10.3 Complex Constraints

Complex constraints involve multiple objects and their links, and capture more complex rules than are shown in the previous section on simple constraints. Multiplicity constraints are a special case of complex constraints in that they have their own notation; you do not need to capture multiplicity constraints using the OCL.

Multiplicity notation is used in Figure 10-1s class diagram to define multiplicity rules that must be respected. One such constraint states that a project relates to a single organization and to a single team. Figure 10-3 shows an object diagram that is invalid because it violates those rules.

Figure 10-3. Invalid relationships between organizations, a project, and teams
figs/Luml_1003.gif

The UML's multiplicity notation captures rules regarding the number of objects that may be related to one another. However, using the OCL, many other complex rules may be expressed using constraints.

You could capture multiplicity constraints using the OCL, but instead you should use the notation for such constraints already built into the UML.

Figure 10-1 shows the details about organizations, projects, teams, and people, but does not indicate whether a project and its team must relate to the same organization, nor does it indicate whether a team and its members must relate to the same organization. Using the OCL, it's possible to create a complex constraint that enforces the rule that a project, its team, and all the team members must belong to one organization.

Figure 10-4 shows a project and a team that relate to one another and to two different organizations. This would allow a team to work on a project for another organization, which most organizations don't allow! Let's look at how we can use the OCL to prevent the situation in Figure 10-4 from occurring.

Figure 10-4. Relationships between organizations, a project, and a team
figs/Luml_1004.gif

There are multiple expressions to show that a project and a team that relate to one another must relate to the same organization.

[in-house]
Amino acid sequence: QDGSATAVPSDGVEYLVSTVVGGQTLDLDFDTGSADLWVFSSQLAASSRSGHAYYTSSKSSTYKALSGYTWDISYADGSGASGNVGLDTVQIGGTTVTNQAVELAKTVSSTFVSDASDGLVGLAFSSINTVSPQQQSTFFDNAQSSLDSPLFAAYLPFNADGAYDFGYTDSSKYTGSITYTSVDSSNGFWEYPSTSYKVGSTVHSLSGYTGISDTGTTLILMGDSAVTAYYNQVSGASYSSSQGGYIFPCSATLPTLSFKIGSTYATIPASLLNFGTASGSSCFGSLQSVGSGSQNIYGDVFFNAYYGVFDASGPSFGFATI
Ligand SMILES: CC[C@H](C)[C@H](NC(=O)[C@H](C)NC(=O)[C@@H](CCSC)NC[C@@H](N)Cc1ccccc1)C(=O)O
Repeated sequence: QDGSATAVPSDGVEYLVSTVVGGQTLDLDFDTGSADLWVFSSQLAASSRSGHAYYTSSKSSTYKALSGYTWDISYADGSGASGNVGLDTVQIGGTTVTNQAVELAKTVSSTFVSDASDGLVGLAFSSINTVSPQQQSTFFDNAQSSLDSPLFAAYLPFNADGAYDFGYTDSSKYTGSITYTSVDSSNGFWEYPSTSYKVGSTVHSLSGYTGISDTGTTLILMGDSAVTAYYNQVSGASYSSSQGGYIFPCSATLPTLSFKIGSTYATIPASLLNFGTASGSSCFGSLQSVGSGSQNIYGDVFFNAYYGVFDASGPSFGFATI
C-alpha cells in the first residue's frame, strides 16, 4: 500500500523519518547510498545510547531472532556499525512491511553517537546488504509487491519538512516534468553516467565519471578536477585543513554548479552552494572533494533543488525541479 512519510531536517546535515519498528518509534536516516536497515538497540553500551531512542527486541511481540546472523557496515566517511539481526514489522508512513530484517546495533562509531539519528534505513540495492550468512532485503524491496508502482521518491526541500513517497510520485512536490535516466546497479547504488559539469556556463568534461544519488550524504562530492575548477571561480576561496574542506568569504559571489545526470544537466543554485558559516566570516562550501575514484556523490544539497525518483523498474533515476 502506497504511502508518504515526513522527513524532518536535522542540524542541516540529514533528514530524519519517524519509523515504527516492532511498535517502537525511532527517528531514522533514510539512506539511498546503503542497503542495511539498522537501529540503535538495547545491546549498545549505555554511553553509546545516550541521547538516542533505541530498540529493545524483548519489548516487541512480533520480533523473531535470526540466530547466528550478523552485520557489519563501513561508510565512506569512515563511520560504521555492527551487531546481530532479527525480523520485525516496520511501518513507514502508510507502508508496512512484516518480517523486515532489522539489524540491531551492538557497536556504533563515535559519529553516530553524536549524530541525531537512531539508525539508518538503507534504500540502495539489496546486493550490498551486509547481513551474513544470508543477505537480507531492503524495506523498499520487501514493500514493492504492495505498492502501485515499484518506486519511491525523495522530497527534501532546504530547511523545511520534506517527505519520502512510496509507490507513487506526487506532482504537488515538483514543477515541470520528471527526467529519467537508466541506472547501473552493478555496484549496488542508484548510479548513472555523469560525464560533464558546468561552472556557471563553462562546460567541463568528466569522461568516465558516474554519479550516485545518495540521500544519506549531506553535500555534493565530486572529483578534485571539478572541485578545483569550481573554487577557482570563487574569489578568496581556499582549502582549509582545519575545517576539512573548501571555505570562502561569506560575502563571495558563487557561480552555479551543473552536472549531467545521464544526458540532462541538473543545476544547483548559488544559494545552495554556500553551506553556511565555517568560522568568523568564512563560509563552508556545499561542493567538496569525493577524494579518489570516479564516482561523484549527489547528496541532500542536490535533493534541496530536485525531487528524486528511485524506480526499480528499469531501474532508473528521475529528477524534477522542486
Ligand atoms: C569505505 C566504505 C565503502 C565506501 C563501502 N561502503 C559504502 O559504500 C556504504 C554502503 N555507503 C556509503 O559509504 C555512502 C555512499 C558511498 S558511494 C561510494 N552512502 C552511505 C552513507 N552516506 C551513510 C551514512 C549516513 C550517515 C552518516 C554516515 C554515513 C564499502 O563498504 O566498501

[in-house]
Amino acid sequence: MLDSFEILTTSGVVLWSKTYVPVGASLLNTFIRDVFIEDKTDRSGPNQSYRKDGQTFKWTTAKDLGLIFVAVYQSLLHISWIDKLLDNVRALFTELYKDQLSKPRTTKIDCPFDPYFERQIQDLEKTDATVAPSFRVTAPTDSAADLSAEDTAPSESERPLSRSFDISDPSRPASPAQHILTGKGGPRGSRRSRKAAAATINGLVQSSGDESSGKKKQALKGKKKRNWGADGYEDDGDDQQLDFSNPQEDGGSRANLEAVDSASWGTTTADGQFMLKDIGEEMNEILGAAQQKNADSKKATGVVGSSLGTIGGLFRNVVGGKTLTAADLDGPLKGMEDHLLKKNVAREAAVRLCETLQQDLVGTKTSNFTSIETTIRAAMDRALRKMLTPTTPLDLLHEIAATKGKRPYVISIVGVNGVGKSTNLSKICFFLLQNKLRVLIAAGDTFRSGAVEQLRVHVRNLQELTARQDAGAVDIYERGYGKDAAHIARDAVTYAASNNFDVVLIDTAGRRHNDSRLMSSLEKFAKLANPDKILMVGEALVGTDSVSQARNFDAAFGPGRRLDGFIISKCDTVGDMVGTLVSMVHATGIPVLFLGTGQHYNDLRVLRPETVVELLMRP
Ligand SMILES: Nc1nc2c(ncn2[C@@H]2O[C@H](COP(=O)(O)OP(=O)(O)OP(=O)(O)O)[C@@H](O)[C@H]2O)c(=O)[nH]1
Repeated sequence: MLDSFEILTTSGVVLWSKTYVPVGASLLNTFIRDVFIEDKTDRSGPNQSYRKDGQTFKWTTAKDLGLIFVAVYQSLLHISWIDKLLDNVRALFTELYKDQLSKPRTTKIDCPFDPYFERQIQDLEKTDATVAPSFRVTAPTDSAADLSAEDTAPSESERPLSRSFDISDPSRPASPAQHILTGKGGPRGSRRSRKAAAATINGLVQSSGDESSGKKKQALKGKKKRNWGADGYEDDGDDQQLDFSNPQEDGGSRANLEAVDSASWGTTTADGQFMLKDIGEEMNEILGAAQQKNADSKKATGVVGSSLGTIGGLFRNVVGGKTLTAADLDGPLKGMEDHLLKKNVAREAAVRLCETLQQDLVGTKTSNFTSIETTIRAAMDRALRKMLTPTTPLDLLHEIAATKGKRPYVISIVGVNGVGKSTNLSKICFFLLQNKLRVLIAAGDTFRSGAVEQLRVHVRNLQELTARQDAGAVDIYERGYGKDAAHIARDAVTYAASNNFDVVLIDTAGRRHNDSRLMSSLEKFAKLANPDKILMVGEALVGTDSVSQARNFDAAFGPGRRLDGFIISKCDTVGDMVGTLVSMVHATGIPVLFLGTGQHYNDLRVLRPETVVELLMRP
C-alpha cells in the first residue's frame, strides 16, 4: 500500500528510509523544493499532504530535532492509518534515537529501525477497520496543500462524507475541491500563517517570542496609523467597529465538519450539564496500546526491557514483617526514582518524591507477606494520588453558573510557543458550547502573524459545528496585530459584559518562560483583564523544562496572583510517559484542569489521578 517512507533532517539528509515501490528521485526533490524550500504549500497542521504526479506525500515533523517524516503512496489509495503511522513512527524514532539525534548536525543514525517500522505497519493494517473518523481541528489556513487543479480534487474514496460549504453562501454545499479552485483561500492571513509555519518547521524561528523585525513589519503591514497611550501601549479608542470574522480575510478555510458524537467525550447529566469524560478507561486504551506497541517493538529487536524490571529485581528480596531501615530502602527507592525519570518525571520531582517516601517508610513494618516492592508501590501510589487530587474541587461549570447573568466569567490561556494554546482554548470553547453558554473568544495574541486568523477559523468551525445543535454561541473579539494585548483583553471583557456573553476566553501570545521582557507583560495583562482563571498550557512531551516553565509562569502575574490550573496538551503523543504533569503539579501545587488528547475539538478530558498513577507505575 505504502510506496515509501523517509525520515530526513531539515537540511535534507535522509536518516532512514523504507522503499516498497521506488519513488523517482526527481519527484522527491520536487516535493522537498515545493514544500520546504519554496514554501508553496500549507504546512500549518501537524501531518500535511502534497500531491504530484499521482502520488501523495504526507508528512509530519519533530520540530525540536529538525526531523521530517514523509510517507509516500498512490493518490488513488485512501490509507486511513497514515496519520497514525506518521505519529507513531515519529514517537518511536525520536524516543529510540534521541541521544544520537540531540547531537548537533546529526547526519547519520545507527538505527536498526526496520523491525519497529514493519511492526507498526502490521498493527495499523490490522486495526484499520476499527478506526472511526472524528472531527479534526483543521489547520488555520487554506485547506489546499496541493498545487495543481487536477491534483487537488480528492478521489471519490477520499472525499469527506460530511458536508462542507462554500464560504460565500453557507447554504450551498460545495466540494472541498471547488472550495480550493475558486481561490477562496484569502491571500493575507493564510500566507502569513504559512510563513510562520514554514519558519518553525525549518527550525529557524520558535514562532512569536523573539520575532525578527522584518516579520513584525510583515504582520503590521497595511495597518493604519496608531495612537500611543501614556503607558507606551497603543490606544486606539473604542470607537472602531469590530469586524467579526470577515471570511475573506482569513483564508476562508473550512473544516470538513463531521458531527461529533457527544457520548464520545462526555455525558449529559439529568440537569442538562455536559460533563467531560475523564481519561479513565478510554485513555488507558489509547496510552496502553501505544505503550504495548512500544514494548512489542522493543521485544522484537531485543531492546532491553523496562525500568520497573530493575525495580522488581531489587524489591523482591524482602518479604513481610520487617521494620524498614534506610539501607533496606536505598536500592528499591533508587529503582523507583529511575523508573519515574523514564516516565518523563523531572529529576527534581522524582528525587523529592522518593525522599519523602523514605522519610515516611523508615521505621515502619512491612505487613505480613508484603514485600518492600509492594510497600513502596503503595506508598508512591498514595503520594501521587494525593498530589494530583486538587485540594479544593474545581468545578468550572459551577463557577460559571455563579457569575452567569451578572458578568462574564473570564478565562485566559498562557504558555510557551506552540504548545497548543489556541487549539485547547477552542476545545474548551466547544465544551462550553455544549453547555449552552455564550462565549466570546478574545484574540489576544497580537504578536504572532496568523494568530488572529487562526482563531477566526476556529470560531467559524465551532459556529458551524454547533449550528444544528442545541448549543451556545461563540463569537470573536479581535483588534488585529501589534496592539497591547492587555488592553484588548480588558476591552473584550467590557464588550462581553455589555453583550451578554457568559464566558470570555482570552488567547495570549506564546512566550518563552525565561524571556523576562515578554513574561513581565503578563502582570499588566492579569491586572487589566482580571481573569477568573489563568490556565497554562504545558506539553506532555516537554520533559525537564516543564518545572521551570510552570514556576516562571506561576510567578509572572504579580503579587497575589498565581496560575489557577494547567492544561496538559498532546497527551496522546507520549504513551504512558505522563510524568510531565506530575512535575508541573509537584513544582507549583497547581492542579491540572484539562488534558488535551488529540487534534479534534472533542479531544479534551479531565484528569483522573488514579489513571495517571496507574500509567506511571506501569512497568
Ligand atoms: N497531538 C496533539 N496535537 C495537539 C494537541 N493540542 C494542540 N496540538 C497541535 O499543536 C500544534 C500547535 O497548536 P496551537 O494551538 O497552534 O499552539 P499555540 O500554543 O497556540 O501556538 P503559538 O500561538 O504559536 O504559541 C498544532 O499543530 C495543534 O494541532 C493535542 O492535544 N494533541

Within the context of a team, I can use the following expression to assert that the project's organization must match the team's organization:

self.project.organization = self.organization

Coming at it from the other direction, within the context of a project, I can use the following expression to express the same rule:

self.team.organization = self.organization

Within these expressions, the keyword self is optional and the expressions on either side of the = symbol may be interchanged. For example, the following two expressions produce identical results:

self.team.organization = self.organization

self.organization = self.team.organization

Keep in mind that if you use less than (<) or greater than (>) in an expression, you cannot interchange the expressions on either side of the operator.

Figure 10-5 shows how the rule is captured in Figure 10-1.

Figure 10-5. Organizations, projects, teams, and people with another OCL expression
figs/Luml_1005.gif

Now consider how these rules can be expressed in the context of an organization. The following rule ensures that every team related to an organization's project is related to the same organization:

organization.project->forAll (p : Project | p.team.organization = self)

The following rule ensures that every project related to an organization's team is related to the same organization:

organization.team->forAll (t : Team | t.project.organization = self)

Notice that the self keyword is not optional in these two expressions because it is the only way for an organization object to refer to itself.

Figure 10-6 illustrates another potential problem, showing a team and a person that relate to one another but that also relate to two different organizations. This allows a person to work on a team for another organization, which most employers don't allow! Thus, we reasonably might want to write a constraint prohibiting the situation.

Figure 10-6. Relationships between organizations, a team, and a person
figs/Luml_1006.gif

Consider how a team and a person relate to one another. For example, a team and a person that relate to one another ought to relate to the same organization. Within the context of a team, I can use one of the following expressions to capture this rule between teams, people, and their organization:

self.member->forAll (m : Person | m.organization = self.organization)

self.person->forAll (p : Person | p.organziation = self.organization)

Notice that because there are many members of a team, I used the forAll in this expression to indicate that the rule must be satisfied by each element of the set of team members.

Within the context of a person, I can use one of the following expressions to capture this rule between teams, people, and their organization:

self.team.organization = self.organization

self.team.organziation = self.employeer

Again, within these expressions, the keyword self is optional and the expressions on either side of the = symbol may be interchanged. You cannot interchange expressions on either side of the < or > symbols.

The multiplicities discussed in the previous section and the rules discussed in this section make the model more precise in representing how organizations, projects, teams, and people are related to one another.